Your wedding day may be one of the most memorable days of your life, but it's also a logistical nightmare. There's no denying weddings are expensive too (but we can help with that). You have to get dozens (perhaps even hundreds!) of people in the same place at the same time with a minimum of fuss. While looking amazing. And being on time. And marrying the person you're absolutely crazy about. So what do you do when things start to go wrong? Here's a guide to coping when the pressure is on and the plans are falling to pieces.
Decide Which Parts of Your Wedding are Most Important to You
For every one thing a well-meaning married friend will tell you is absolutely vital, there will be a dozen more proclaiming that your day will fall apart without peonies or sugared almonds. When we talked through the initial plans, my fiancé and I realised that three elements were really important to us: the food, the venue, and the cake. Everything else is important, sure, but I'm not that bothered about a bouquet and no one is going to see my wedding shoes under my dress. For some people, the shoes are a vital part of their day, and they want an entire room of flowers. That's totally cool. You only have to make those decisions for you. When you know what's important to you, everything else will work around that.
Be Willing to Do the Research
I wanted my friend and brilliant cake maker to make our wedding cake. She made our engagement cake, and it was delicious. Due to an unfortunate date clash it wasn't to be, and we were pretty gutted that we had to find someone else. We've now spent a serious amount of time doing more research to find the best alternative. Often when wedding planning goes wrong, it's because we've got our hearts set on something and haven't even looked anywhere else. It's unimaginable that there's another option. But there is always another option, and in our case, it involved trying lots of delicious cake samples! If you put the time and effort into the areas that really mean the most to you, it'll be what you wanted.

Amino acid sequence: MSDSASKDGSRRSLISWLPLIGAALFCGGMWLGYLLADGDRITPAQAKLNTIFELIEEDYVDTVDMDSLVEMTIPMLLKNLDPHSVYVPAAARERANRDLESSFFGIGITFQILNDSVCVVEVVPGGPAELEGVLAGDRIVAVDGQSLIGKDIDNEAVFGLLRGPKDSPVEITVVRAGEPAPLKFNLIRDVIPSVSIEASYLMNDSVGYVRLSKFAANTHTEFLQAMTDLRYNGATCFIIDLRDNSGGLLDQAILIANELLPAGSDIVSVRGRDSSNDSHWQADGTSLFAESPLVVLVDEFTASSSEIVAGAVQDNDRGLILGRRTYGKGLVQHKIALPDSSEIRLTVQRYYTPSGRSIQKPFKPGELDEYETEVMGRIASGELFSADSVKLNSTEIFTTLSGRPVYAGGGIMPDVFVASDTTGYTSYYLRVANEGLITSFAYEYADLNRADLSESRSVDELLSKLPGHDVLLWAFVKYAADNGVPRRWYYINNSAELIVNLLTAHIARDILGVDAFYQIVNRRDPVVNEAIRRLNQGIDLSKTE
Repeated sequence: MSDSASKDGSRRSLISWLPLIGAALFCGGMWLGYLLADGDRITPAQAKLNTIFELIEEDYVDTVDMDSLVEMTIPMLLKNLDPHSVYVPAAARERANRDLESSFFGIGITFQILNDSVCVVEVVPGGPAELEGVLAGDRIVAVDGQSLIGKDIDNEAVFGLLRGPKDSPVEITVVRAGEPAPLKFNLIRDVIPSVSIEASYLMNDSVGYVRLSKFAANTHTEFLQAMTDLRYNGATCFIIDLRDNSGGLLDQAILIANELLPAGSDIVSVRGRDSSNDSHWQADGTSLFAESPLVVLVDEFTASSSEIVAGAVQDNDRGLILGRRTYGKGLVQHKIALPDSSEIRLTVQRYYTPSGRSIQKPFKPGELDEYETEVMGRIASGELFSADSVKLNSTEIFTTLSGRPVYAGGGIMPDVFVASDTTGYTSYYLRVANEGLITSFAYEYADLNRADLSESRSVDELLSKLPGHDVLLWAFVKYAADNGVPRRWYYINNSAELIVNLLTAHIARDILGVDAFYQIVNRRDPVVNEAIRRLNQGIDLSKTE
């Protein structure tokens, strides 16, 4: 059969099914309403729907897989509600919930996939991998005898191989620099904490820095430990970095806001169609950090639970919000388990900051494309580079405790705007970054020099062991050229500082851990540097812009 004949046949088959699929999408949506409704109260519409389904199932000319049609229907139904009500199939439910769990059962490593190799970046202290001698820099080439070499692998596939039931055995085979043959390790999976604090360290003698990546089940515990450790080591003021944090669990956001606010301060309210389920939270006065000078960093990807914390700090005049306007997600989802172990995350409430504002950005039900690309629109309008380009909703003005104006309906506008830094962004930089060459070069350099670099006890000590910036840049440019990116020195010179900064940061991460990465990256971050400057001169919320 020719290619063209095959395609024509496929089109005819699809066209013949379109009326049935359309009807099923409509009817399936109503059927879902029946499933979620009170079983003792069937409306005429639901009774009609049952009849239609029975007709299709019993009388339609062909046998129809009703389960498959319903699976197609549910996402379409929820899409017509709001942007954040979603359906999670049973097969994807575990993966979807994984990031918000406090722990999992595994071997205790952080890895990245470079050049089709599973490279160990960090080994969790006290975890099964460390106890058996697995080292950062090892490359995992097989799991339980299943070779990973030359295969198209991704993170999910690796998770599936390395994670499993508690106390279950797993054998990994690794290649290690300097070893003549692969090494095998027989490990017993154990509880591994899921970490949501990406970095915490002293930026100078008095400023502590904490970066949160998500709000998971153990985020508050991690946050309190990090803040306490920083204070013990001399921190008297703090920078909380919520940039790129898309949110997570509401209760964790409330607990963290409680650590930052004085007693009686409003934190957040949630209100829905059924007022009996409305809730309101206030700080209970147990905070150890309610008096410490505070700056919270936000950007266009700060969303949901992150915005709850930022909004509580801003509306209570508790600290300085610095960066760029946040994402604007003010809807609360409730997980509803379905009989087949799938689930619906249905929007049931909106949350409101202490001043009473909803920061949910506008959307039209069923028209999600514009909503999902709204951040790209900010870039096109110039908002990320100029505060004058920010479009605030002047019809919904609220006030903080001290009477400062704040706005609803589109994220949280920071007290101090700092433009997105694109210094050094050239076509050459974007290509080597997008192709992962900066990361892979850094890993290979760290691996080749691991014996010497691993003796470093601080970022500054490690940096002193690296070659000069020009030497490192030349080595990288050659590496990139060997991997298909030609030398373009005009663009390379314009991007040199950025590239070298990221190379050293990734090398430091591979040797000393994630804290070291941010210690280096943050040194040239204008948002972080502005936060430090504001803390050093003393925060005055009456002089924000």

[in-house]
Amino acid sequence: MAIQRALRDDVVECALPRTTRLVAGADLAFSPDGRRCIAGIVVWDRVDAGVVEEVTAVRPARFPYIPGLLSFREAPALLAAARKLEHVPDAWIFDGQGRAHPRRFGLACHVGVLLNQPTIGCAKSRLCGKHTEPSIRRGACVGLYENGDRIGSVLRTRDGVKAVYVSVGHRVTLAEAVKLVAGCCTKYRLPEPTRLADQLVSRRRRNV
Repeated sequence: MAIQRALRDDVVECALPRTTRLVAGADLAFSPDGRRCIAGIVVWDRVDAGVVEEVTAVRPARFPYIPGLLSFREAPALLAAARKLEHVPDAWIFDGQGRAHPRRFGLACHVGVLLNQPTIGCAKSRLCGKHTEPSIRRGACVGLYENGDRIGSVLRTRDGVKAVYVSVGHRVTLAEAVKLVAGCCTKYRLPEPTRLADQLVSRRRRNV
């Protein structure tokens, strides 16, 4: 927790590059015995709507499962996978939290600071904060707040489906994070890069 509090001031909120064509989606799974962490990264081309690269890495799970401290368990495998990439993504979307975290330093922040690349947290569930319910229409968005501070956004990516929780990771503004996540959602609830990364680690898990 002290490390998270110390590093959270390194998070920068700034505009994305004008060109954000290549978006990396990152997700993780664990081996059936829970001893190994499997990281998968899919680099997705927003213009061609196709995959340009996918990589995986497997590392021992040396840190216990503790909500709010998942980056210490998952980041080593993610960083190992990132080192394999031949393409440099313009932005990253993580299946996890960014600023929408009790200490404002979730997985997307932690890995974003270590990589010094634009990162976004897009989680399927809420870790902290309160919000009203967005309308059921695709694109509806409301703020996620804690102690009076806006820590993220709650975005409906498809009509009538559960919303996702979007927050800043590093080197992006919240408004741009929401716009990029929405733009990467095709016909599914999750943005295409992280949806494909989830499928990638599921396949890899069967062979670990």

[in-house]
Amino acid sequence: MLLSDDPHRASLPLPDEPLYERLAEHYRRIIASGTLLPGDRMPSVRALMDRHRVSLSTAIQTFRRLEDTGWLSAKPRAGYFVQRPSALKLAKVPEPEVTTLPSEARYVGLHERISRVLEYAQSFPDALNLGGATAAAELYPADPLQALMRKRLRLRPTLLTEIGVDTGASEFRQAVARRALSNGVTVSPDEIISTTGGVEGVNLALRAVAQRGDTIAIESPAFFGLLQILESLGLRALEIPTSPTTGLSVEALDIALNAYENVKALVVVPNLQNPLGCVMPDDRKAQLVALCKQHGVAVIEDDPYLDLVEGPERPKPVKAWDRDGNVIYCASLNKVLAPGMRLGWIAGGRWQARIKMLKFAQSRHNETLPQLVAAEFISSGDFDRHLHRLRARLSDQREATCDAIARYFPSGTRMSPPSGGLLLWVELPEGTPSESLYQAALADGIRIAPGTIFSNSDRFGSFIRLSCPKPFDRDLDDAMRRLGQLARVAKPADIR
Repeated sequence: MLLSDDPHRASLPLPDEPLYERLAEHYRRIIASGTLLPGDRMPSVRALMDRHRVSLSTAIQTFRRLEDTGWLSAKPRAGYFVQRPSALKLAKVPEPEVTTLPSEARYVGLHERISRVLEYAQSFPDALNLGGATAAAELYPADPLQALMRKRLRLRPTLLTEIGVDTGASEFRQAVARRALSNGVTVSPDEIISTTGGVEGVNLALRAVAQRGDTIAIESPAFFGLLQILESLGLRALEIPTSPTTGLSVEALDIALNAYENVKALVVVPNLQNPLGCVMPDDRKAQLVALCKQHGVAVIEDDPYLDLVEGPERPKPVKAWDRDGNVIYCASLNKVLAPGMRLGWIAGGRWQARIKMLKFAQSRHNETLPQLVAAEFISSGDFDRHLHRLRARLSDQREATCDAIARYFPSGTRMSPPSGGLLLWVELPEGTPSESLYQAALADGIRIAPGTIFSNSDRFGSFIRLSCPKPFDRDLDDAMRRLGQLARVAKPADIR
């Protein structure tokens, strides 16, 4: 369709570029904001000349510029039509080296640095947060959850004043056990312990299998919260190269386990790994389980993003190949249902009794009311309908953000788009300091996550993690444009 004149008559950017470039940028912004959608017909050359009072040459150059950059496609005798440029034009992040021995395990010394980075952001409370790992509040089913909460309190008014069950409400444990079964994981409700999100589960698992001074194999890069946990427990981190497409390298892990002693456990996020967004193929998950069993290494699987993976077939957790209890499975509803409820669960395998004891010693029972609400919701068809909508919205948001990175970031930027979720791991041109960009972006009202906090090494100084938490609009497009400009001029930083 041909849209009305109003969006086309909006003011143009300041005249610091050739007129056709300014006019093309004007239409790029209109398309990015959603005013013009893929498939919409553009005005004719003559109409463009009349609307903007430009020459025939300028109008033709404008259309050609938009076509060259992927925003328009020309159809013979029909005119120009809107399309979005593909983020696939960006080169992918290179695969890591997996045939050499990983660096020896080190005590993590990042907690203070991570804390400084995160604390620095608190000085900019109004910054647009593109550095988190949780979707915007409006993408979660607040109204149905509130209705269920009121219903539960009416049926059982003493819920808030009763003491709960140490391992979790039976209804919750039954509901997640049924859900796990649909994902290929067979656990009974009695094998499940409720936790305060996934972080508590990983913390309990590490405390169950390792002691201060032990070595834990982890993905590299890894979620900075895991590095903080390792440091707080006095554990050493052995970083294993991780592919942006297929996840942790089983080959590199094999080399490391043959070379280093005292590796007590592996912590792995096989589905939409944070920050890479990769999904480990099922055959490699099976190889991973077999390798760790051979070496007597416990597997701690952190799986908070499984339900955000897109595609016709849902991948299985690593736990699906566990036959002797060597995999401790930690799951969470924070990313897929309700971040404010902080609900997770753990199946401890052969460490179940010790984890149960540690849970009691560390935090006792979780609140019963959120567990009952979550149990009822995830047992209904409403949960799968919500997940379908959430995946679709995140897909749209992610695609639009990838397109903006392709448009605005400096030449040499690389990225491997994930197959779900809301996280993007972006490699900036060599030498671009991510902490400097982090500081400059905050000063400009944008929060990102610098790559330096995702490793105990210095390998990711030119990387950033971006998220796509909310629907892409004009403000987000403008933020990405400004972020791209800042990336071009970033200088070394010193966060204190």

Involve Your Partner More
This should go without saying, but when it comes to wedding planning, it's pretty common for one half of the couple to do a huge amount of the legwork. When our cake plans fell through, I overcompensated by planning an entire dessert table of every cake I had ever eaten. There were handmade marshmallows on it. I don't even like marshmallows. Then my fiancé and I sat down and discussed our day again and found a solution that really felt like it was right for us and our day.
Ask For Help
Plans often go wrong when you're spinning too many plates at once. Suddenly every single detail matters, not because you care about chair covers (you almost certainly don't), but because you're trying to do too much. When plans escalate they become about not letting everything come crashing down rather than what's right. Even the smallest of details going awry will really upset you if you feel overwhelmed. Ask for help. If you just can't face calling five other photographers to see if they're available after the best man's pal from work let you down, ask someone else to do it for you. Your bridesmaids are itching for tasks to do, however menial, so put them to work. You'll love your wedding planning so much more when it's a team effort.